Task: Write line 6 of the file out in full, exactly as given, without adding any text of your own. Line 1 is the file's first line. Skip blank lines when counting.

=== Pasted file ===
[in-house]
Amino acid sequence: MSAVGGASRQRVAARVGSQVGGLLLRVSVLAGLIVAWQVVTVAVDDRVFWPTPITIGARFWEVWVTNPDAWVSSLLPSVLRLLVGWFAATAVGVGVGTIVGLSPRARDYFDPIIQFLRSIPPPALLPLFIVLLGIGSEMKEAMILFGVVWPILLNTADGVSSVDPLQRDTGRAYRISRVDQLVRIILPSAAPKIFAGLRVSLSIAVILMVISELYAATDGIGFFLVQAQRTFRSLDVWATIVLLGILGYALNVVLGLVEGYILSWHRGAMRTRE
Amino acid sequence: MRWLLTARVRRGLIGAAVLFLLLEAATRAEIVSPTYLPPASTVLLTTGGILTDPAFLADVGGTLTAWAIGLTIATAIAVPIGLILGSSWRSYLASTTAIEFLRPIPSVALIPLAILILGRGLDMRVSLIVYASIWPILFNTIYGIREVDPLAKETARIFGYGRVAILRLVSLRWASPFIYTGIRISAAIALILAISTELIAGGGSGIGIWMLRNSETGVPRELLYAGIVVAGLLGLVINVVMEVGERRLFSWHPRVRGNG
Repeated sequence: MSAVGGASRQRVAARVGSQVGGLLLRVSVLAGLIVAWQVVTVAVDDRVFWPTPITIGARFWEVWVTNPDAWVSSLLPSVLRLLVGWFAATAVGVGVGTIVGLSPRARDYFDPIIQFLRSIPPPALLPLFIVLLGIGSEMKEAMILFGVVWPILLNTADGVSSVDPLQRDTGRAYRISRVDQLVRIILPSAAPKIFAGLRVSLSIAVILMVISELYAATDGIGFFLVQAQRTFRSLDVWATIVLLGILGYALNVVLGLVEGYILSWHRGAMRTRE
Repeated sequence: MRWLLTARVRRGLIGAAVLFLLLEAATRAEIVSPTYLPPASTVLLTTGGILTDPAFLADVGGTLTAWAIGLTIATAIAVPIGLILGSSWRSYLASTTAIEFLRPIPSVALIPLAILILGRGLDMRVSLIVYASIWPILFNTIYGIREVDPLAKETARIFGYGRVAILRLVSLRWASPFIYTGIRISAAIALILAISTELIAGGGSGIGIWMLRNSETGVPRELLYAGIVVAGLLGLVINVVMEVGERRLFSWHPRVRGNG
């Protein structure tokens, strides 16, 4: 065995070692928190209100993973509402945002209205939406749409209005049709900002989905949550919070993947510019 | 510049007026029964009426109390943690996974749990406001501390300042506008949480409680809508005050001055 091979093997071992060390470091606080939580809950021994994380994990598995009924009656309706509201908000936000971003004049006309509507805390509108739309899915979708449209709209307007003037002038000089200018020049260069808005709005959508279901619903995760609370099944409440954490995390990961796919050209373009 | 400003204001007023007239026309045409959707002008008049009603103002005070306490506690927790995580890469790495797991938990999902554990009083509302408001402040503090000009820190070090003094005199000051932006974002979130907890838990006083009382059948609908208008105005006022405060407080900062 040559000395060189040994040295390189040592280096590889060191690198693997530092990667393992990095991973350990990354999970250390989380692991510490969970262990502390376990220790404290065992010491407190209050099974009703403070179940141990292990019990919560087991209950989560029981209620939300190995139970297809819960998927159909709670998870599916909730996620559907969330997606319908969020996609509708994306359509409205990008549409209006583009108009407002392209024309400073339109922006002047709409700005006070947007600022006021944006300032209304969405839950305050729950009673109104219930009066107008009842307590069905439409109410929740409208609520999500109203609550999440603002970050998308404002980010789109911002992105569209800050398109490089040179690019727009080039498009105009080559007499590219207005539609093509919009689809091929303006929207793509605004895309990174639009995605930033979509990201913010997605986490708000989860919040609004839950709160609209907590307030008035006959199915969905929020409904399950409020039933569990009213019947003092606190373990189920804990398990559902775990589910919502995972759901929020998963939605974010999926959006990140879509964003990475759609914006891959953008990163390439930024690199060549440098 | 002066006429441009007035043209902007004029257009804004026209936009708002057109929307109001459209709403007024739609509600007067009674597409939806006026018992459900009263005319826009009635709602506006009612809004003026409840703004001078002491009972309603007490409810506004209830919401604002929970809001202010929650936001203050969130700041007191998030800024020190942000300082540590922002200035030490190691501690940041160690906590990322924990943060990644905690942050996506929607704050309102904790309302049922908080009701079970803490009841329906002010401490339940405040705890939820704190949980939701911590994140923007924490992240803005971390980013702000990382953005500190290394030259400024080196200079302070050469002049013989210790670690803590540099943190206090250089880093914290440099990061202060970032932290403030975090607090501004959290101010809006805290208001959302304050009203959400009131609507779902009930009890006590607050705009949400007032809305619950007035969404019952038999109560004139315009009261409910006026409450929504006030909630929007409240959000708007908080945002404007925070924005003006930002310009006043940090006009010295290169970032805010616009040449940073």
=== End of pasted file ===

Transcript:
């Protein structure tokens, strides 16, 4: 065995070692928190209100993973509402945002209205939406749409209005049709900002989905949550919070993947510019 | 510049007026029964009426109390943690996974749990406001501390300042506008949480409680809508005050001055 091979093997071992060390470091606080939580809950021994994380994990598995009924009656309706509201908000936000971003004049006309509507805390509108739309899915979708449209709209307007003037002038000089200018020049260069808005709005959508279901619903995760609370099944409440954490995390990961796919050209373009 | 400003204001007023007239026309045409959707002008008049009603103002005070306490506690927790995580890469790495797991938990999902554990009083509302408001402040503090000009820190070090003094005199000051932006974002979130907890838990006083009382059948609908208008105005006022405060407080900062 040559000395060189040994040295390189040592280096590889060191690198693997530092990667393992990095991973350990990354999970250390989380692991510490969970262990502390376990220790404290065992010491407190209050099974009703403070179940141990292990019990919560087991209950989560029981209620939300190995139970297809819960998927159909709670998870599916909730996620559907969330997606319908969020996609509708994306359509409205990008549409209006583009108009407002392209024309400073339109922006002047709409700005006070947007600022006021944006300032209304969405839950305050729950009673109104219930009066107008009842307590069905439409109410929740409208609520999500109203609550999440603002970050998308404002980010789109911002992105569209800050398109490089040179690019727009080039498009105009080559007499590219207005539609093509919009689809091929303006929207793509605004895309990174639009995605930033979509990201913010997605986490708000989860919040609004839950709160609209907590307030008035006959199915969905929020409904399950409020039933569990009213019947003092606190373990189920804990398990559902775990589910919502995972759901929020998963939605974010999926959006990140879509964003990475759609914006891959953008990163390439930024690199060549440098 | 002066006429441009007035043209902007004029257009804004026209936009708002057109929307109001459209709403007024739609509600007067009674597409939806006026018992459900009263005319826009009635709602506006009612809004003026409840703004001078002491009972309603007490409810506004209830919401604002929970809001202010929650936001203050969130700041007191998030800024020190942000300082540590922002200035030490190691501690940041160690906590990322924990943060990644905690942050996506929607704050309102904790309302049922908080009701079970803490009841329906002010401490339940405040705890939820704190949980939701911590994140923007924490992240803005971390980013702000990382953005500190290394030259400024080196200079302070050469002049013989210790670690803590540099943190206090250089880093914290440099990061202060970032932290403030975090607090501004959290101010809006805290208001959302304050009203959400009131609507779902009930009890006590607050705009949400007032809305619950007035969404019952038999109560004139315009009261409910006026409450929504006030909630929007409240959000708007908080945002404007925070924005003006930002310009006043940090006009010295290169970032805010616009040449940073």